Storage utilization is a better‐understood topic, although not one that is necessarily well alerted inside vSphere's interface. Complicating the situation is the vast array of storage options available inside the typical data center. vSphere alone does not do a good job of helping you understand which of your array of storage options makes best sense for virtual machine location. Factoring in cost, capacity, and even IOPS into this calculation requires extra effort or outside support.
CPU, memory, and storage are often treated as aggregate counters once virtual machines are virtualized. Knowing that you have some number of megahertz of processing capacity is useful for planning what future date more supply must be purchased. But, as is often said, virtualization rewards smart administration, meaning that a smarter workload configuration results in needing to buy less hardware.
vCenter's instrumentation into a virtual machine's behaviors is limited to the aggregate behaviors exposed at the host. However, sometimes a drain on capacity has little to do with the virtual machine itself and more to do with the workload on top.
Untamed applications, particularly when combined with over‐allocated resources, can have a deleterious effect on total capacity. Consider the poorly‐tuned database or middleware application that consumes every resource available. Leveraging smart monitoring tools that inform when these situations occur can help the virtual administrator finely tune the application rather than resorting to other, more brute‐force approaches.
Although today's hypervisors are mostly bomb‐proof, they aren't completely devoid of issues. Many of those issues are in fact created by well‐meaning administrators. A hypervisor that has been asked to do too much will suffer an excessive loss of performance. One whose virtual machine communication channels (vis‐à‐vis the VMware Tools among
others) are severed, disabled, or non‐present causes extra unnecessary work.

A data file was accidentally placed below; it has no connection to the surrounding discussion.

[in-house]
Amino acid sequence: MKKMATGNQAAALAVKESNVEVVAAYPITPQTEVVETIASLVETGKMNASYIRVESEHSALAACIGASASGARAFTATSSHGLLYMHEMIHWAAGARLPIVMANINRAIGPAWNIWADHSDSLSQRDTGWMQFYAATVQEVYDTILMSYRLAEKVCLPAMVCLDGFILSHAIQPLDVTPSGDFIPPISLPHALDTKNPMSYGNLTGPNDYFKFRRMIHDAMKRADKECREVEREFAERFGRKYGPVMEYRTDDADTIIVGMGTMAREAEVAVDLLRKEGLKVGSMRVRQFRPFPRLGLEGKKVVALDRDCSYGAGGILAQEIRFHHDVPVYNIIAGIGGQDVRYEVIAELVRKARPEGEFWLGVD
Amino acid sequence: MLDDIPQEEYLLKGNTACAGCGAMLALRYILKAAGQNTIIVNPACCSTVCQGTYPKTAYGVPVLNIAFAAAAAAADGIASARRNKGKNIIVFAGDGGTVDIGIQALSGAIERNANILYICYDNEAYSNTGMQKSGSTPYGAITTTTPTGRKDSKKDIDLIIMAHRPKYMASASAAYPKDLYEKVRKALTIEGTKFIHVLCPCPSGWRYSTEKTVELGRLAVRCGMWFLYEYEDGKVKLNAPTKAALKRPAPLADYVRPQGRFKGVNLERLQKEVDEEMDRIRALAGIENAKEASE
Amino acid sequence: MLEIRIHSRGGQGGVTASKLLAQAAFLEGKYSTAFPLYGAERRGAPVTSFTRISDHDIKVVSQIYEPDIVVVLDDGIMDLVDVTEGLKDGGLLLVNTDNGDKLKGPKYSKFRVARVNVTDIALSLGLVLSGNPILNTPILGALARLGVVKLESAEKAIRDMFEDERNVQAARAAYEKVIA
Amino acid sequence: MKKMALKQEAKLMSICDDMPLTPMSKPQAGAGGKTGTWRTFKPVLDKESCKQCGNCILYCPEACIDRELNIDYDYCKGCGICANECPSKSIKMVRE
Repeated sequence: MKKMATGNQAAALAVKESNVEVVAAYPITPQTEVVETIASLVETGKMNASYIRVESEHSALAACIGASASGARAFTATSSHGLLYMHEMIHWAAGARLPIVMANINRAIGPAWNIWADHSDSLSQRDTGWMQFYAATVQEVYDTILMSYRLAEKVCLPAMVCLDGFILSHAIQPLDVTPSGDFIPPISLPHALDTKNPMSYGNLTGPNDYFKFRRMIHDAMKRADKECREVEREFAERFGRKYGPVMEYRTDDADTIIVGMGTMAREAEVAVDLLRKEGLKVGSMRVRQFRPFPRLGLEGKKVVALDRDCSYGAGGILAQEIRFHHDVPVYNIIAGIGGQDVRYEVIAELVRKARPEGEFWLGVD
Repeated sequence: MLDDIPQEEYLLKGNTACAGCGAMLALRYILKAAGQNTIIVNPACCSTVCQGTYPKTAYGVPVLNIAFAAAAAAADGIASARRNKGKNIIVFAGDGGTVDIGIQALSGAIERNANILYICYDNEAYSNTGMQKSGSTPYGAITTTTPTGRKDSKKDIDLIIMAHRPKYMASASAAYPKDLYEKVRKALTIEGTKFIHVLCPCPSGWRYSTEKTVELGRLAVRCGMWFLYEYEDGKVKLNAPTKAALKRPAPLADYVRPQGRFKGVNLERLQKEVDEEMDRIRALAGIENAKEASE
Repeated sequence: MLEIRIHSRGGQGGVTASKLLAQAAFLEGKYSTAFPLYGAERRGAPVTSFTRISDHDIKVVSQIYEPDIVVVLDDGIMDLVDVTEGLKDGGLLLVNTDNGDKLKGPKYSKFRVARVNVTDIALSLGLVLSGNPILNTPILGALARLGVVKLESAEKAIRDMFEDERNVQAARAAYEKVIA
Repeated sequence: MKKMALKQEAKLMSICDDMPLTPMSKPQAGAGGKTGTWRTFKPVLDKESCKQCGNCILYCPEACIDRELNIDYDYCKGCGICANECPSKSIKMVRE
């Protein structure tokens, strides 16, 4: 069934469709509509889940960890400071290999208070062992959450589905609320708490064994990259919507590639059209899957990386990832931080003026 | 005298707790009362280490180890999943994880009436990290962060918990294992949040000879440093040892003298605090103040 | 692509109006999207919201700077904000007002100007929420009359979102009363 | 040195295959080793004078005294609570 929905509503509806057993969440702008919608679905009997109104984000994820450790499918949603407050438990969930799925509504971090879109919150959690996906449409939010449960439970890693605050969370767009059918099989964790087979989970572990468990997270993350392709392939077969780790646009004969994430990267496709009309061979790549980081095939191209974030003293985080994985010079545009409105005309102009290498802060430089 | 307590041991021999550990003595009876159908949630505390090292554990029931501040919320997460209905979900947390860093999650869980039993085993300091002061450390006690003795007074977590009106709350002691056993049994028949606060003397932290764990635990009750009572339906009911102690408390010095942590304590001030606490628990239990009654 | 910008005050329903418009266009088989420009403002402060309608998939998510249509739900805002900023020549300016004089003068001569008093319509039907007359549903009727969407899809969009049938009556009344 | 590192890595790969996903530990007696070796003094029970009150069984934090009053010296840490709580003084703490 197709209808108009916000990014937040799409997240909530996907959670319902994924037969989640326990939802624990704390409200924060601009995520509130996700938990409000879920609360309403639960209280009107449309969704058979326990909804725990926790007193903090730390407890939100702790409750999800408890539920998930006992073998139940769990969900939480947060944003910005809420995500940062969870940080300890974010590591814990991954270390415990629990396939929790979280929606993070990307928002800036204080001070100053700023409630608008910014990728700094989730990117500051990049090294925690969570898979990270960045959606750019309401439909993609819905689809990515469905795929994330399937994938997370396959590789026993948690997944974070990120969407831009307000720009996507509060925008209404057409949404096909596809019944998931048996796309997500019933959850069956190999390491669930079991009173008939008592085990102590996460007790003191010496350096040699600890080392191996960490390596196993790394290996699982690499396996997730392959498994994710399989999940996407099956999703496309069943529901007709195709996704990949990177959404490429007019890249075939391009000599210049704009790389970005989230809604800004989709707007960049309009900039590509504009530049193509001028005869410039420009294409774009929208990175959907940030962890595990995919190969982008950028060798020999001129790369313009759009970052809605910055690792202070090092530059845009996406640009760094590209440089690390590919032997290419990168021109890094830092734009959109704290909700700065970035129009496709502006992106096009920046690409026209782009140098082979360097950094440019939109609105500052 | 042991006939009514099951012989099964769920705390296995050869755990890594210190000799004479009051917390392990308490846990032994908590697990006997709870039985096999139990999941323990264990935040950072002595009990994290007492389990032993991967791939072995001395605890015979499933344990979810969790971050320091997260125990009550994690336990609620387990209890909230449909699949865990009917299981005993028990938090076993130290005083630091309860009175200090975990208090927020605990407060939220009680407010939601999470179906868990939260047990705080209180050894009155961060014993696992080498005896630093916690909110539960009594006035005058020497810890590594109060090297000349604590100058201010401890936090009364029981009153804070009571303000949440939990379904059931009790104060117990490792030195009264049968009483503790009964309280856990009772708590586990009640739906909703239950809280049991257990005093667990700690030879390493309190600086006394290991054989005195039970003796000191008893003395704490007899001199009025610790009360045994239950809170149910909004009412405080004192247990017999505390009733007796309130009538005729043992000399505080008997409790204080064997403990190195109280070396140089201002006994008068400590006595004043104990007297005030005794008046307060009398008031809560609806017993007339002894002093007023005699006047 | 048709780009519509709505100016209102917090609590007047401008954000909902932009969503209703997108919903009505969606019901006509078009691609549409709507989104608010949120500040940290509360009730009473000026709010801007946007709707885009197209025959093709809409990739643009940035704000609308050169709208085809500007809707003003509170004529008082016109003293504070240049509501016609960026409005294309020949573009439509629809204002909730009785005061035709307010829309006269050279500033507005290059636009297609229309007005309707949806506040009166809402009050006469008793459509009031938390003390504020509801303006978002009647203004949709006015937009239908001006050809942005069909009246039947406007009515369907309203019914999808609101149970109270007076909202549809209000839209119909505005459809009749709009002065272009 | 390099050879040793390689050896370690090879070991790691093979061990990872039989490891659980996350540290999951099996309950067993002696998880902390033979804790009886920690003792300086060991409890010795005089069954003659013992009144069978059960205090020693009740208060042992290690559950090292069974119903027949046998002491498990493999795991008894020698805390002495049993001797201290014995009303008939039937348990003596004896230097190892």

The kinds of actionable intelligence an administrator desires helps identify when hypervisors aren't configured appropriately. That same information alerts them when too many CPUs, memory, or other resources are assigned to virtual machines. It also sends up red flags when communication paths are not available or optimized.
Lastly and most importantly is getting one's arms around the activities of the entire data center. Today's "sweet spot" for vSphere clusters is said to range between 16 and 24 hosts. Many data centers require far more hardware than that. Optimizing performance across multiple hosts and entire clusters is a task not well visualized inside vSphere's Performance tabs alone.
When working in such a distributed environment, you will need to have visibility outside the boundary of the individual cluster to best optimize your resources. Seeing performance and capacity information that spans their boundaries helps you determine when virtual machines are best rebalanced across clusters (or even data centers).
Scalability isn't only a cluster‐specific calculation. There is a certain quantity of "extra" resources that are required to manage the assigned resources of each virtual machine. These extra resources represent a drain on those that can be assigned elsewhere. As a result, oversized virtual machines tend to consume a greater level of overhead than those that are properly configured. In short, oversizing virtual machines pays a kind of double tax on available resources.
Solving these six big issues requires a superior analysis of the data VMware vCenter exposes. It requires the assistive support of external services that watch the data for you, crunch its numbers on your behalf, and deliver to you actionable intelligence instead of just raw data.
Truly appreciating this statement, however, requires first a look at the counters themselves. Only by seeing the intrinsic complexity within just ten of VMware's most important counters can you truly recognize that you'll need help to answer the question What should I do?